Sunday, 17 April 2011

As weeds go, this is the biggest thug of them all

On the common land adjoining our garden we have a beautiful valley, with a stream running through it and a wood. Amongst the trees though is Japanese Knotweed, it can be difficult to get at on the steep slopes of the valley but get at it I do.

We are on our annual hunt of this voracious plant. Before we moved I didn’t know what it was, I sure do now.

Once established, it tends to shade out native plants by producing a dense canopy of leaves early in the growing season and germination of our native plants is further compounded by the thick mulch of decaying canes and slow decomposing leaves left by the Knotweed in the winter. Although Japanese Knotweed is non toxic (edible even - it tastes like mild rhubarb apparently), it offers a poor environment for native insects, birds and animals.

Japanese Knotweed was first introduced to the UK as an ornamental plant by the Victorians. The problem is that it grows unbelievably quickly and it’s a highly invasive species. Currently Knotweed is listed on Schedule 9 of the Wildlife and Countryside Act 1981. This makes it an offense to either plant or cause (or encourage) the plant to grow in the wild. However, there is no obligation to report or remove it if it is growing on your land, but it really is wise to do so; if you see anything like the below appearing – kill it instantly-ish.

Kill it - instantly-ish...
When it comes to removing Knotweed though, it isn't easy. Japanese Knotweed is known for its ability to re-sprout from very, very small pieces of plant and its roots can reach 7 metres horizontally and 3 metres deep making it difficult to remove by digging out.  The majority, if not all plants outside Japan are female so it doesn't have viable seeds here in the UK.  Knotweed spreads either by its own encroaching growth(rhizomes grow rapidly underground) or by regenerating from pieces of the plant or root system that are cut and transported by people or by water.  As we definitley don't want to spread it this makes cutting back and digging out too hazardous for us with such an established problem in a difficult to access area. 

One of the most effective methods of eradicating Japanese Knotweed is with the use of herbicides. For the best results apply just before the Knotweed's flowering, which generally occurs in late summer or early autumn. We use Glyphosate, we use it whenever we see a plant with enough leaves unfurled to make spraying viable we are so paranoid; also it can be very difficult to spray the plants when they are taller than you. This chemical penetrates the whole plant, including the root network.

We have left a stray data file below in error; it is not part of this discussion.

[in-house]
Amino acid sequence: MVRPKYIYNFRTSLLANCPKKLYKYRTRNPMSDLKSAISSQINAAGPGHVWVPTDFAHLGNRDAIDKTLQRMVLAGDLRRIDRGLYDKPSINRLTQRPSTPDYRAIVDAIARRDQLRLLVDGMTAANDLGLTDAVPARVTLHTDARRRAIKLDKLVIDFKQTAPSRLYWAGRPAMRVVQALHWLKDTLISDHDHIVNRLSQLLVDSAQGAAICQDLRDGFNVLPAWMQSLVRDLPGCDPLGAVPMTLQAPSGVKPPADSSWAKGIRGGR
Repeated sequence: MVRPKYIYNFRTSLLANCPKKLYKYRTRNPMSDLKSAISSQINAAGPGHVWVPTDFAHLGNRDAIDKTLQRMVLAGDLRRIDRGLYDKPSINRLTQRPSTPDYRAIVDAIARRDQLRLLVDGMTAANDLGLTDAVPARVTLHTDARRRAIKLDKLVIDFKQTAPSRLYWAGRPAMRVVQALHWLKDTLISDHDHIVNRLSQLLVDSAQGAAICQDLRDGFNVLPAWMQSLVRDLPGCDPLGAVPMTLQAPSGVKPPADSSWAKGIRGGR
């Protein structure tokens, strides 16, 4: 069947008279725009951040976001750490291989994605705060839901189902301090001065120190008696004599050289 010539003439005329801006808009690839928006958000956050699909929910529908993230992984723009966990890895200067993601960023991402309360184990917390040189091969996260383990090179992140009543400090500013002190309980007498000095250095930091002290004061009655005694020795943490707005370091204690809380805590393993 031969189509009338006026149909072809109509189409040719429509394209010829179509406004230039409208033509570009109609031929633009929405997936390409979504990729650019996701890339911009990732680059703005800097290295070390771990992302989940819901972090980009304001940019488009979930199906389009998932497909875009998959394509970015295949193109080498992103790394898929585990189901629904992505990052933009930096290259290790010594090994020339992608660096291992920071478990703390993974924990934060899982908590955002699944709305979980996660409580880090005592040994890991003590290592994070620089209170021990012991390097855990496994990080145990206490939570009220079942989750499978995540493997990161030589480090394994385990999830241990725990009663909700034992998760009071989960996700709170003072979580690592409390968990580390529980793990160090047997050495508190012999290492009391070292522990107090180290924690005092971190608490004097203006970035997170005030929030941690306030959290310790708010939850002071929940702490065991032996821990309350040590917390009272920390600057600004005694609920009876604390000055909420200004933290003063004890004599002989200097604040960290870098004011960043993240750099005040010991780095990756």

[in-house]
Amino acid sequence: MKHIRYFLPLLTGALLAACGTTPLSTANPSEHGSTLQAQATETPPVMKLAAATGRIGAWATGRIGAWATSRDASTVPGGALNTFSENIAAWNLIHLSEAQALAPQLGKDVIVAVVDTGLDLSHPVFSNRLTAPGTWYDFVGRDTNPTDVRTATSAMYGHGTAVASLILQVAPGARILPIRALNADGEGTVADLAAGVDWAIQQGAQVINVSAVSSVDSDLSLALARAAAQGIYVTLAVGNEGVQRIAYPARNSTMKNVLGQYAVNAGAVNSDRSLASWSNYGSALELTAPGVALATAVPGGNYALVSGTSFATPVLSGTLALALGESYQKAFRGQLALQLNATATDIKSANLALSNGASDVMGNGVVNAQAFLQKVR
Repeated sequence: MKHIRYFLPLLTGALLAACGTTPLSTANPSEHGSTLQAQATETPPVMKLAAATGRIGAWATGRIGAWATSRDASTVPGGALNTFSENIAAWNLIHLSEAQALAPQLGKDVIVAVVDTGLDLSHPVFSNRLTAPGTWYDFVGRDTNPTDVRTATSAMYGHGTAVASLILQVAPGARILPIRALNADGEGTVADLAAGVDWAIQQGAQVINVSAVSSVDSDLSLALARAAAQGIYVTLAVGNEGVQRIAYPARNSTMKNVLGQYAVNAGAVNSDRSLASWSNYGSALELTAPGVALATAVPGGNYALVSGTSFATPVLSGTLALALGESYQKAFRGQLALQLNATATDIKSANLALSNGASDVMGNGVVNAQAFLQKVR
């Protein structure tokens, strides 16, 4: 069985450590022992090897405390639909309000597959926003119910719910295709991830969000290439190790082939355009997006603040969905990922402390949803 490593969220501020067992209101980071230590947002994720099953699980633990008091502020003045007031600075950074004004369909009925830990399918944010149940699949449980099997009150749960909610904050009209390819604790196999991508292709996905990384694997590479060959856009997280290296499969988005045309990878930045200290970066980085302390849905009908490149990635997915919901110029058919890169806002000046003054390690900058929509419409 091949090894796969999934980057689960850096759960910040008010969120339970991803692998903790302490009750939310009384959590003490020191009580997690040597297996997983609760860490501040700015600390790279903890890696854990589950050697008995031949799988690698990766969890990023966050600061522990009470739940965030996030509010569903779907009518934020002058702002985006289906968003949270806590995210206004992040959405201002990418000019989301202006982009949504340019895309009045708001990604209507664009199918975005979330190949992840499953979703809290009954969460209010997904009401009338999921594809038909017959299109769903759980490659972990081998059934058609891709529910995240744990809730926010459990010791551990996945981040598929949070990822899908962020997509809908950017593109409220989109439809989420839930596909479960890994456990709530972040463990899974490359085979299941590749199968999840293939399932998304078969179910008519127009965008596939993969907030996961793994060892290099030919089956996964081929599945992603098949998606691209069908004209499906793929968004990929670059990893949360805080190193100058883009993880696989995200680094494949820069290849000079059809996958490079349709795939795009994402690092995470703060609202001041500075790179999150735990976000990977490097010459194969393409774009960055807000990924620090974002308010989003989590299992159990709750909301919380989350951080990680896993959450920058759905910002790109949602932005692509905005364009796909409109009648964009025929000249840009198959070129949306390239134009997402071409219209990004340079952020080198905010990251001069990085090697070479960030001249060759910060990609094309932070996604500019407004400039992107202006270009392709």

We have been spraying since we moved here three and a half years ago and although it is obviously still with us the Knotweed has certainly been retreating and is nowhere near as prolific as it once was.  Knotweed can lay dormant for 20 years so our vigil will have to remain in place for many more years to come.

There is a trial at the moment involving an insect that feeds on the sap of the Knotweed plant stunting its growth – but this may or may not work, and even if it does it could be ten years before it reaches us.

Doing nothing is not an option.

As tall as I am - in just this growing season.

3 comments:

Preseli Mags said...

We removed it from the garden by pulling it all up. It eventually gave up. For the huge patches on the farm we have had permission from the Soil Association to spray and find that the best time is just as it is about to die back for the year so it takes the glyphosate down to the roots with it (we've even poured it down the hollow stems).

As you say it starts to retreat... but we've been battling it here for 26 years now. I don't think we'll ever by without the vile stuff! Bring on the Knotweed-killing insects!

the veg artist said...

I read somewhere the other day that a house vendor now has to declare if there is Japanese Knotweed on the property!!!

Lins' lleisio said...

Oh dear, I think unfortunately there is not six clear square miles in the UK which is not affected by this weed, so a lot of people selling will be having to declare they have Japanese Knotweed :(

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